• buffer found primarily in ICF
  • functions: acid-base regulation, phosphate and calcium help with bone and teeth development, promotes normal neuromuscular action and participates in CHO metabolism, conversion of glycogen to glucose
  • normally absorbed in the GI tract, regulated by diet, renal excretion, intestinal absorption and PTH

Hypophosphatemia

  • Cause: excretion
  • Symptoms: disorientation, bruising, numbness, bone pain, muscle weakness
  • Treatment: increase dietary intake, IV replacement

Hyperphosphatemia

  • Causes: decreased intake or increased excretion
  • S/S: same as hypocalcemia
  • Treatment: limit phosphate intake, administer aluminum-based antacids.

Chloride (98-106 mEq/L)

  • anion found mostly in ECF, maintains body water balance, plays a role in acid-base balance, combines with H+ to produce acidity in the stomach
  • follows Na+ up or down

Hypochloremia

  • Causes: vomiting, diarrhea, excessive NG drainage, hypokalemia, hyponatremia, adrenal gland deficiency
  • S/S: hyperexcitabilty of the nervous system and muscles, tetany
  • Treatment: treat underlying cause

Hyperchloremia

  • Causes: dehydration, hypernatremia, kidney dysfunction, head injury, hyperparathyroidism
  • S/S: deep, rapid, vigorous breathing, lethargy, weakness
  • Treatment: decrease intake, correct underlying cause

Magnesium (1.5-2.5 mEq/L)

  • Most plentiful in the cells
  • Needed for neuromuscular activity
  • Responsible for the transport of Na and K across the cell membrane

Hypomagnesemia

  • Causes: protein malnutrition, alcoholism/cirrhosis of the liver, aldosterone excess, inadequate absorption (chronic diarrhea, vomiting, NG drainage)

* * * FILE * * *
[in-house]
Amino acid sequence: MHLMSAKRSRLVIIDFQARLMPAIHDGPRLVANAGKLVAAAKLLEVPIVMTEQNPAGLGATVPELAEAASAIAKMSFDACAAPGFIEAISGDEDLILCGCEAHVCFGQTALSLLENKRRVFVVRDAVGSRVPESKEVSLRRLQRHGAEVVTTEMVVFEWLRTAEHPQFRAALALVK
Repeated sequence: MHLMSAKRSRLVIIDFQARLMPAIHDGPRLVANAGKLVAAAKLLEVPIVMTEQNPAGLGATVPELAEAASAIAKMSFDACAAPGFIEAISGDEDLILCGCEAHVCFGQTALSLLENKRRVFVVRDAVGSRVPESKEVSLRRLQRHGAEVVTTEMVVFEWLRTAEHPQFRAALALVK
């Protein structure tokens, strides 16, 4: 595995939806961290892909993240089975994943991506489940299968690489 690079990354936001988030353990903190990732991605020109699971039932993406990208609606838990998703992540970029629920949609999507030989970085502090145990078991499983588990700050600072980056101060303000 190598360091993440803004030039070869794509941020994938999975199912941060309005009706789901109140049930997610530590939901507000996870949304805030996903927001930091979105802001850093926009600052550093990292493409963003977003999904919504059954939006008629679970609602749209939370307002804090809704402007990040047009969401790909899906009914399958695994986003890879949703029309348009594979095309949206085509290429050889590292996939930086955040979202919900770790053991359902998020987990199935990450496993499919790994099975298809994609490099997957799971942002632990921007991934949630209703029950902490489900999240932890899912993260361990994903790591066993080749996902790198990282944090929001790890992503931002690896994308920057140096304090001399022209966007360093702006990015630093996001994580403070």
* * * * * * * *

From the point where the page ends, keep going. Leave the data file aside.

• S/S: muscle tremors, hyperactive tendon reflexes, confusion, tachycardia
  • Treatment: treat underlying causes, IV replacement if necessary.

Hypermagnesemia

  • Causes: severe dehydration, renal failure, leukemia, antacids/laxatives
  • S/S: flushing, muscular weakness, increased perspiration, cardiac arrhythmias (bradycardia, prolonged QT intervals, AV block)
  • Treatment: treat underlying cause

Helpful Tidbits

  • 4 electrolytes that impact cardiac functioning: K, Mg, Ca, Ph
  • 3 imbalances that contribute to digoxin toxicity: hypokalemia, hypercalcemia, hypomagnesmia
  • 4 imbalances that contribute to seizures: hyponatremia, hypocalcemia, hypomagnesmia, hyperphosphatemia
  • Electrolytes associated with alkalosis: hypomagnesemia, hypokalemia
  • Clinical Dehydration = ECV Deficit + Hypernatremia

Source: Texas Woman’s University College of Nursing, Fundamentals of Nursing – Perry & Potter 2016💎